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    • FitzWilliams
    • By FitzWilliams 9th Jun 17, 9:35 AM
    • 35Posts
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    FitzWilliams
    How can I help my tree?
    • #1
    • 9th Jun 17, 9:35 AM
    How can I help my tree? 9th Jun 17 at 9:35 AM
    I bought a Japanese Katsura tree 3 and have had it for roughly three weeks now. It's looking worse each day and the leaves are starting to go brown. I really love what the tree will look like once grown but I don't think it will make it at this rate. What can I do to help it? It came in a smaller pot but I put it in a bigger one with some compost no plant food. Should I just plant it in the ground? Any help appreciated.

    http://s12.photobucket.com/user/Podzilla/media/IMG_2510_zpsocbtkpuu.jpg.html?sort=3&o=1
Page 1
    • Money maker
    • By Money maker 9th Jun 17, 3:01 PM
    • 4,812 Posts
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    Money maker
    • #2
    • 9th Jun 17, 3:01 PM
    • #2
    • 9th Jun 17, 3:01 PM
    Looks as though the leaves have been wind burnt. Post it on the gardeners world forum where you're get more specialist advice.
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    • DaftyDuck
    • By DaftyDuck 9th Jun 17, 4:01 PM
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    DaftyDuck
    • #3
    • 9th Jun 17, 4:01 PM
    • #3
    • 9th Jun 17, 4:01 PM
    It's sensitive to bright sun (less so wind, but it could be that), and it looks like the leaves have been scorched to me.

    The soil needs to be moist at all times, but not left standing in water. Your soil does look too dry. Soak it (ideally using rainwater) and leave it standing in a saucer-full for a few minutes, then place it out of direct sun. Give the plant a small stake, and firm the soil down. It looks like the repot hasn't been firmed down. Don't repot it up again; it won't survive, as they don't like root disturbance. For the while, I wouldn't feed it; it should have enough nutrients, having been repotted.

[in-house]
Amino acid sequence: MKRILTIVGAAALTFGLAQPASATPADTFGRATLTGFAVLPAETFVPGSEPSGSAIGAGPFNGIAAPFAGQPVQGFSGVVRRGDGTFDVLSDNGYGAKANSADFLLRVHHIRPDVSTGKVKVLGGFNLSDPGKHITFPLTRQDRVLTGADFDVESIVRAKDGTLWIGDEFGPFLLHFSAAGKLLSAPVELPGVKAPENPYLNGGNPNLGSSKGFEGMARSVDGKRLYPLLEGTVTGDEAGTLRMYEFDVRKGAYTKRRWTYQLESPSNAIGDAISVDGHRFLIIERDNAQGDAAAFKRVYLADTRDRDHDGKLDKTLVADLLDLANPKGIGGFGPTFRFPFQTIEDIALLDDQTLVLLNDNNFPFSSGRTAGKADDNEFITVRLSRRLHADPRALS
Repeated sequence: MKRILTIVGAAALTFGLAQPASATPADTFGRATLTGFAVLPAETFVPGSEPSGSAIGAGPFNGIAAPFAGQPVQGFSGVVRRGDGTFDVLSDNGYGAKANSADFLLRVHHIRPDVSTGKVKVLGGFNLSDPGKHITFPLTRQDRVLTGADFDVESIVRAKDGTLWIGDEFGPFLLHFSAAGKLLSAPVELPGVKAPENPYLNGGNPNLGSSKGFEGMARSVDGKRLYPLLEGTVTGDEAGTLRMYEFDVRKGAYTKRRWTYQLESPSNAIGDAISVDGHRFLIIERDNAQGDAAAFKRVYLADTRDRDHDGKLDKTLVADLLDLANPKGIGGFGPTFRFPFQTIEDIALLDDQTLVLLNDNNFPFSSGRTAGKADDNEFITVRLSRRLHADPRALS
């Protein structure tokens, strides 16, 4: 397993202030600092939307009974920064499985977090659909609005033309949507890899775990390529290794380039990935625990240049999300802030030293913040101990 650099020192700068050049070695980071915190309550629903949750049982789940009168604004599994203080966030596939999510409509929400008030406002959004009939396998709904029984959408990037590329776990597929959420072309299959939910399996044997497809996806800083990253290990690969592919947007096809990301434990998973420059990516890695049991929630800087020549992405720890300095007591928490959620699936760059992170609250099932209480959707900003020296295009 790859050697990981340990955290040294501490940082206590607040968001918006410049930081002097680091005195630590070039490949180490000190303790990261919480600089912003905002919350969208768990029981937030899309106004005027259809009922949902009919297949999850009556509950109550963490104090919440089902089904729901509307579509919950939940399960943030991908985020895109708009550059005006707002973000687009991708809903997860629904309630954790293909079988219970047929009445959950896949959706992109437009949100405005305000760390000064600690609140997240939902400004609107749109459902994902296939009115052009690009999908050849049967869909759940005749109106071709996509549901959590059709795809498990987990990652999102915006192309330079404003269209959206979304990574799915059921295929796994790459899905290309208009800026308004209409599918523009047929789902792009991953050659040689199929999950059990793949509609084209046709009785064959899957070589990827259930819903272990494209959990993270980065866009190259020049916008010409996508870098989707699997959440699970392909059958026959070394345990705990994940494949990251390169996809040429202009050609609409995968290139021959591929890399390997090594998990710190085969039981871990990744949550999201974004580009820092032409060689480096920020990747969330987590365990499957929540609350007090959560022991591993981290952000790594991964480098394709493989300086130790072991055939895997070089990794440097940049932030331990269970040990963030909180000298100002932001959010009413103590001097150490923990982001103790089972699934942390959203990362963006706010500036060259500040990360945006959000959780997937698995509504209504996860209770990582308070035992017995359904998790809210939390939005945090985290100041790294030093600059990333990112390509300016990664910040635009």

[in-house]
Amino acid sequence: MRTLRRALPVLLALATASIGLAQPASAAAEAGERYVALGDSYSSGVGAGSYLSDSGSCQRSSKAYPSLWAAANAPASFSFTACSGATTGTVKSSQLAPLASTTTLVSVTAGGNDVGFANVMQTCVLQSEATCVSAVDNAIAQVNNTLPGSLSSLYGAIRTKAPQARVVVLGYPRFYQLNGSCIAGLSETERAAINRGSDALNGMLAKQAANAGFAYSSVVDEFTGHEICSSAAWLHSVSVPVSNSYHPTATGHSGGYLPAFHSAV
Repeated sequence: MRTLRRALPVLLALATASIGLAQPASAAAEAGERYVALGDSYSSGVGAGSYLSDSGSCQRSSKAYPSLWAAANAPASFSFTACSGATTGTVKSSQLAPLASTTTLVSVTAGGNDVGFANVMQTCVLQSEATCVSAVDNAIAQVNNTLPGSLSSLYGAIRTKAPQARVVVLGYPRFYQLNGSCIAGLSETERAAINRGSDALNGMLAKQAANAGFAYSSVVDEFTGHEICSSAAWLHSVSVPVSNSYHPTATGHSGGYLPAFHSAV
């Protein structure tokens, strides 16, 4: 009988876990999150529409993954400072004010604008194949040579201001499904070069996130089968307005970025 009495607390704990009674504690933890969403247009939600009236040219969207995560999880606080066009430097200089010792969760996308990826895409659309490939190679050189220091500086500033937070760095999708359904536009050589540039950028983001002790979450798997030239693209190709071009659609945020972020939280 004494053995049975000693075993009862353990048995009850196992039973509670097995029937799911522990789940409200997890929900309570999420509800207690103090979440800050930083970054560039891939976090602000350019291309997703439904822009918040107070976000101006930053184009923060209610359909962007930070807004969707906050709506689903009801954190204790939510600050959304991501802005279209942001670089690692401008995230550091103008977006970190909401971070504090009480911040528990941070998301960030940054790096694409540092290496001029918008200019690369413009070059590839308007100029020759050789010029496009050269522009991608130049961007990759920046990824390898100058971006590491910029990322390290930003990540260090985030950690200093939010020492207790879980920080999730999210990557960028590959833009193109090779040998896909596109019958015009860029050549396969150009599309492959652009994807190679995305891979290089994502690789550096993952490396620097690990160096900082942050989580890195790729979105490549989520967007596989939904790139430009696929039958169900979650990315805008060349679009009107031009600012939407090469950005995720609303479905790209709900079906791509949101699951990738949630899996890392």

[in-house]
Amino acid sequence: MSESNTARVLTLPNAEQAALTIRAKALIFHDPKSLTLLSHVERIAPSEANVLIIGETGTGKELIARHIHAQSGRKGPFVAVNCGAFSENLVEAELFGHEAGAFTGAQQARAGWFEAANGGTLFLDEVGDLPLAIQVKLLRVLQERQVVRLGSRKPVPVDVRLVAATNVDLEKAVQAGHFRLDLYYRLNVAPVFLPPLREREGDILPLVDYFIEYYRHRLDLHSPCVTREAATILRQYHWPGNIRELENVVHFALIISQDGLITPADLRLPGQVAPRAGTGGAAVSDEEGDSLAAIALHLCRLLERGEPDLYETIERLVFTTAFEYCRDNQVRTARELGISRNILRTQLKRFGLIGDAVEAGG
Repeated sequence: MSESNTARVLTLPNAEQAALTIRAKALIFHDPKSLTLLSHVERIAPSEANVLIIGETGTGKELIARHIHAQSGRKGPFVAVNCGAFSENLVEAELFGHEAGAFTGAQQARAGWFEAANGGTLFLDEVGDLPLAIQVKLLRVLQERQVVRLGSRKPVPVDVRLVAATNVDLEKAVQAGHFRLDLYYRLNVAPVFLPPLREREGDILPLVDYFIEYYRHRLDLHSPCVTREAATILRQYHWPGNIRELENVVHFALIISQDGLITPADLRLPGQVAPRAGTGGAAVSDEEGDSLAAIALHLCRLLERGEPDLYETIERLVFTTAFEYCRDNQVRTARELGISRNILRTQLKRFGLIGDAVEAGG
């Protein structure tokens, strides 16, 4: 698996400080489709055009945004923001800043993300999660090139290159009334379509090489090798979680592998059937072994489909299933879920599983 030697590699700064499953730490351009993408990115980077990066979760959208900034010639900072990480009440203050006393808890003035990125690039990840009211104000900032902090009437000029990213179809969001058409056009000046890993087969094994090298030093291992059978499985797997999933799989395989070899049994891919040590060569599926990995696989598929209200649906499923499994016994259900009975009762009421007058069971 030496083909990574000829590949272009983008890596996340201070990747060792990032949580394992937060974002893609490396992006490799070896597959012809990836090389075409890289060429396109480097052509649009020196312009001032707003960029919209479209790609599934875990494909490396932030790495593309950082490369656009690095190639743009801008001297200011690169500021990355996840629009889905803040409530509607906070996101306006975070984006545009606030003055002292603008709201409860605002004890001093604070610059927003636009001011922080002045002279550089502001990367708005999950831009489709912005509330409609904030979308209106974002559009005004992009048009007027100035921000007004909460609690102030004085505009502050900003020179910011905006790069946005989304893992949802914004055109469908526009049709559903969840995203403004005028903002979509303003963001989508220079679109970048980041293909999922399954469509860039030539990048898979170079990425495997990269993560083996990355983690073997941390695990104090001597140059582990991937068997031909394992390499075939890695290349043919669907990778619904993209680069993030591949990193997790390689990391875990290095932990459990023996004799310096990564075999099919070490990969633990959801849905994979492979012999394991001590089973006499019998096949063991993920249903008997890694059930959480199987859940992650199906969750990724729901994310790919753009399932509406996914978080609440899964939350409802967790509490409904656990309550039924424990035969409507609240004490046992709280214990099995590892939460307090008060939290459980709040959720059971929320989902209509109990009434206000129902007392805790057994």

What kind of soil did you use to repot it into, and what size was the original pot?

    It doesn't look too bad - there's certainly life and growth in it. Just treat it with gentle care.
    • FitzWilliams
    • By FitzWilliams 9th Jun 17, 5:39 PM
    • 35 Posts
    • 15 Thanks
    FitzWilliams
    • #4
    • 9th Jun 17, 5:39 PM
    • #4
    • 9th Jun 17, 5:39 PM
    Thanks for the responses.

    I live in a valley next to a river and it can get quite windy here. So being wind burnt is probably true. It's not been that sunny here over the past couple of weeks and I've had quite a bit of rain. I've stuck a finger in the soil and though the top is dry there seems to be some moisture a bit deeper down. I'll give it a bit of water.

    It was originally in a 9cm pot and I have re-potted it with some top soil and john innes compost. The top soil probably wasn't the best idea but i've only become a 'gardener' 3 weeks ago and am learning new things every day.

    With it being a windy south west facing garden I'm starting to think the tree is probably not suitable for my plot.
    • Davesnave
    • By Davesnave 9th Jun 17, 9:45 PM
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    Davesnave
    • #5
    • 9th Jun 17, 9:45 PM
    • #5
    • 9th Jun 17, 9:45 PM
    Get it into the warmest, most sheltered outdoor place for now.

    I have a mongrel one of these, grown from seed, and it regularly pretends to die on me. This year, the late frost caught it and burned all the leaves to a frazzle, but they're renewing themselves. It's tougher than it looks.

    You did overpot it, but as Dafty says, don't try to change that now; just water carefully. What it needs most is needs 'a period of stability and certainty.'*

    *sounds familiar, but I can't quite place the phrase.
    'A society grows great when old men plant trees whose shade they'll never sit in.'
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